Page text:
Saturday, July 9, 2011
You'll find a variety of check sheets and questions to ask yourself online. These can help you think of traits to keep track of, but initially, you'll want to write down the name, where they live, age, occupation, and any other pertinent information. Then start thinking in terms of personal traits and characteristics. What do they look like? What goals do they have? Do they dislike children, afraid of snakes - anything else that defines this person. The more ideas you write down, the better idea you have of who this character is in terms of the story. You may not use all the things you write down, so start with the most important and filter down.
When you are writing a scene with this character, open your notebook to that page. Six chapters after you mentioned the name of the place where they work, you may not remember. Your character sheet will remind you of these basics and save you lots of time scrolling through your story.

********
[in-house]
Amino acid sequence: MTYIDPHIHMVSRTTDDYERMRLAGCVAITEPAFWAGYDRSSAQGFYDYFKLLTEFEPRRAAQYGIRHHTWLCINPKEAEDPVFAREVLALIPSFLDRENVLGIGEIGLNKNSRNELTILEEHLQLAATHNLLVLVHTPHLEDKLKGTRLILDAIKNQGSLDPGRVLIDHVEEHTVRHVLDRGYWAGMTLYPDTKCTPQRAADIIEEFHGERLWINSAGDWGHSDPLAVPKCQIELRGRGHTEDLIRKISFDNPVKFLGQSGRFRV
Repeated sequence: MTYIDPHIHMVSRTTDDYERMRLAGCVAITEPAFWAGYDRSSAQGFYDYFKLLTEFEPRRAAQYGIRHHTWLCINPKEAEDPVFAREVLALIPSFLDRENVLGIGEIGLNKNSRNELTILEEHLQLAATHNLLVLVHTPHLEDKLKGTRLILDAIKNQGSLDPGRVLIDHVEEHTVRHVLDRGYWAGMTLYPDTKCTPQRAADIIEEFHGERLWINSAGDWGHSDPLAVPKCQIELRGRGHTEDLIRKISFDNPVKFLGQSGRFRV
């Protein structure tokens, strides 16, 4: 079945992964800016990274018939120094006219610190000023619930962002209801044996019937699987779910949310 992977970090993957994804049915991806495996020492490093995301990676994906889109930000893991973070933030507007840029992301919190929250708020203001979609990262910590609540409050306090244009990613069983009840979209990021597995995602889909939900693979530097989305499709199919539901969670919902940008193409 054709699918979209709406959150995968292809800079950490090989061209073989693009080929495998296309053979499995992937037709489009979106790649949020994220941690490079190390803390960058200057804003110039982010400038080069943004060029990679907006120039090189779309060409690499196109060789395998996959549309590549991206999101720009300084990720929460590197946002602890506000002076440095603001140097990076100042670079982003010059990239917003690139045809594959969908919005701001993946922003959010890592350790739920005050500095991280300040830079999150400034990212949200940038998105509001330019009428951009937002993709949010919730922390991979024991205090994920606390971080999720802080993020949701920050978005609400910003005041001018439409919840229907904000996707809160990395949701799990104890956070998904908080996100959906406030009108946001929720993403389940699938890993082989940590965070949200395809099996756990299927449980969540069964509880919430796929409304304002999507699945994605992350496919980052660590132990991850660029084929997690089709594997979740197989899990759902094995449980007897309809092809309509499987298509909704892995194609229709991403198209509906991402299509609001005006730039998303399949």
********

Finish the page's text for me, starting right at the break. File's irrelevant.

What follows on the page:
One way to make this person interesting is to give them a trait that sounds completely off the wall and in contrast to everything else. You may have a kindergarten teacher who loves bungee jumping or a preacher who dances the Rumba in his living room for exercise. Explaining how these things came about can make for an interesting story and dimensional characters.
If you have already started your book and haven't done character sheets, do them anyway and watch your characters come alive.